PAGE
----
As can be seen from the sensor 5 b, the sections of the sheath 3 on either side of the sensor 5 b are interconnected by a switch 6, which switch 6 is normally closed. The switch 6 may be an electronic switch controlled by suitable software. It is preferred for the switch to be normally closed as it gives benefits such as continuity of line for location purposes, although it is possible to design a system within the present invention which operates with switches normally open. The switches would then close in sequence intermittently for continuity and resistance measurement checks. The sensor 5 b also contains a means 7 of measurement resistance on the megohm range, such as a megohm meter or an electronic equivalent thereof, a microprocessor and a data transmitter 9. A capacitor 10 is connected across the sensor circuit to ground, so that the capacitor 10 is charged to the voltage which is applied to the sheath 3 by the base station 4. The time for the capacitor of each sensor 5 a to 5 e to charge will increase with distance from the base station 4, but the maximum charging time will readily be ascertained, and the system can be operated to ensure that the intervals between resistance measurement times are sufficiently long that the capacitors 10 of all the sensors 5 a to 5 e will be fully charged at the time of the measurement.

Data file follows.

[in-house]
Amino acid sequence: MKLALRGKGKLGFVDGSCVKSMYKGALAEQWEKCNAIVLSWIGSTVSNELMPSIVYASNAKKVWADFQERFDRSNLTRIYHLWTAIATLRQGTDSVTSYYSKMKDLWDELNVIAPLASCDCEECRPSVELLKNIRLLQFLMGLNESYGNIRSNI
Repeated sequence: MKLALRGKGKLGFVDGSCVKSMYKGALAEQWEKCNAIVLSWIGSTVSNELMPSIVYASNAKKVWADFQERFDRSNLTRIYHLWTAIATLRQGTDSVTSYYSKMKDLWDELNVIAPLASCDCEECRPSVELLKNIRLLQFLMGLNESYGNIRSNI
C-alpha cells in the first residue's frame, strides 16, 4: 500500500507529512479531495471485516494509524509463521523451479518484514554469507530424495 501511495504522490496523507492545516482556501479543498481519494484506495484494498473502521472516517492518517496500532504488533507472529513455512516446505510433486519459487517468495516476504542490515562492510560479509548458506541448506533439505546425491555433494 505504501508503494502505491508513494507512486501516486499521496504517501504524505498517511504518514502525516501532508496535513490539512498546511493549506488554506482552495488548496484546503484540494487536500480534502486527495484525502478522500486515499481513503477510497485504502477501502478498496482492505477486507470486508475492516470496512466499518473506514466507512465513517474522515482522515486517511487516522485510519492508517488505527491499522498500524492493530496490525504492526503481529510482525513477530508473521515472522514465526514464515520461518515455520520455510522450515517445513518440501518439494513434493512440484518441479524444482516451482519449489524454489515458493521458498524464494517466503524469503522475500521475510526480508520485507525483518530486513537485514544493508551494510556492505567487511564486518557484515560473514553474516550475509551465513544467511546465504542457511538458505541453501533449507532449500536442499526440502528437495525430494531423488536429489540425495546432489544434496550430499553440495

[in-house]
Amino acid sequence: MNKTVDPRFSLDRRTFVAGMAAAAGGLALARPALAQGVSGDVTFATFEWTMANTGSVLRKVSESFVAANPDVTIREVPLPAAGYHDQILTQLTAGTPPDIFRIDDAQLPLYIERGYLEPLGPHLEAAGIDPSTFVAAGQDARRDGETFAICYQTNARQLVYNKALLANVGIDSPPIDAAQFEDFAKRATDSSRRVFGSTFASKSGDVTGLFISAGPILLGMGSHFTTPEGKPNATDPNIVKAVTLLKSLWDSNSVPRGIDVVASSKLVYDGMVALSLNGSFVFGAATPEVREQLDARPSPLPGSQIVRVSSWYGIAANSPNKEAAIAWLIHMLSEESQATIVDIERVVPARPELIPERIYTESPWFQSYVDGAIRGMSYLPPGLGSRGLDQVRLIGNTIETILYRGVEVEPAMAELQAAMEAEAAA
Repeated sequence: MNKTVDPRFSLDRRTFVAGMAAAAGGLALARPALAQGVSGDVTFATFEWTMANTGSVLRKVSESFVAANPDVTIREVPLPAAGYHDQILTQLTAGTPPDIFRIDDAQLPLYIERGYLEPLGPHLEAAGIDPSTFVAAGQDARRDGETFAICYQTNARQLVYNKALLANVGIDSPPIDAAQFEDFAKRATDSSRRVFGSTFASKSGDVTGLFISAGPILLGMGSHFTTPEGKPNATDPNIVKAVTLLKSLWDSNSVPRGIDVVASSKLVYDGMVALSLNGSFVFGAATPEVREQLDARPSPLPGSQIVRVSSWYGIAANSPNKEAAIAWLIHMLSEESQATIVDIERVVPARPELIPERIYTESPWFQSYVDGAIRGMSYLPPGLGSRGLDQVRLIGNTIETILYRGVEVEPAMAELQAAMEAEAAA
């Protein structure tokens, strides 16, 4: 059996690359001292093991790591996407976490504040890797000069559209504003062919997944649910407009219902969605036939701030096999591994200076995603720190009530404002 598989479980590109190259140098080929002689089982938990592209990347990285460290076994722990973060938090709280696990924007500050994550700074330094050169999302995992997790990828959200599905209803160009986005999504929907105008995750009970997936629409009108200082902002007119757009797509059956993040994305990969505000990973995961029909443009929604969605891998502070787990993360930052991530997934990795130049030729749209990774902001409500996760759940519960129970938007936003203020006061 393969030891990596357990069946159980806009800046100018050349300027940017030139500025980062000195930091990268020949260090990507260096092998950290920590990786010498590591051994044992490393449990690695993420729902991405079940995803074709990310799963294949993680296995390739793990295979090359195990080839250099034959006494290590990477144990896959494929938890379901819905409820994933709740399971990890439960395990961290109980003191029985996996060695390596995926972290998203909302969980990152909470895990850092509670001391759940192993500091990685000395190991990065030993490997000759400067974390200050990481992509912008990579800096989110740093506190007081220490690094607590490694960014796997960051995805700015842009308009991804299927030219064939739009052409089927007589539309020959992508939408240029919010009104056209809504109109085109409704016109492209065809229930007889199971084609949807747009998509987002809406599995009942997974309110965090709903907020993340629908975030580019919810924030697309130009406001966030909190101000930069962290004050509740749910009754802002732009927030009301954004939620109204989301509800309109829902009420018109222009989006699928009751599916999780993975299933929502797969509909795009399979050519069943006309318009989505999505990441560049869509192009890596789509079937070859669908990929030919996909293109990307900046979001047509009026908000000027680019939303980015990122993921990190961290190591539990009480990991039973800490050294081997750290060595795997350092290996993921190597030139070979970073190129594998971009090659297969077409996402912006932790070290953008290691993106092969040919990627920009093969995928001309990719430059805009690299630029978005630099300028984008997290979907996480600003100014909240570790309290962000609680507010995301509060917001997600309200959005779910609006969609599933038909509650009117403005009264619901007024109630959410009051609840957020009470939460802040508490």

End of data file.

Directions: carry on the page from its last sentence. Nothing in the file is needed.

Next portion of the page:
With all capacitors fully charged, a monitoring sequence can be triggered. A simple triggering signal can be generated by interrupting the voltage supplied by the base station 4 for a short time, which will provide a voltage pulse on the sheath which is detectable by the microprocessor 8 of each sensor 5 a to 5 e. At a suitable time from the pulse, the microprocessor 8 of each sensor 5 a to 5 e controls the switch 6 of the corresponding sensor 5 a to 5 e.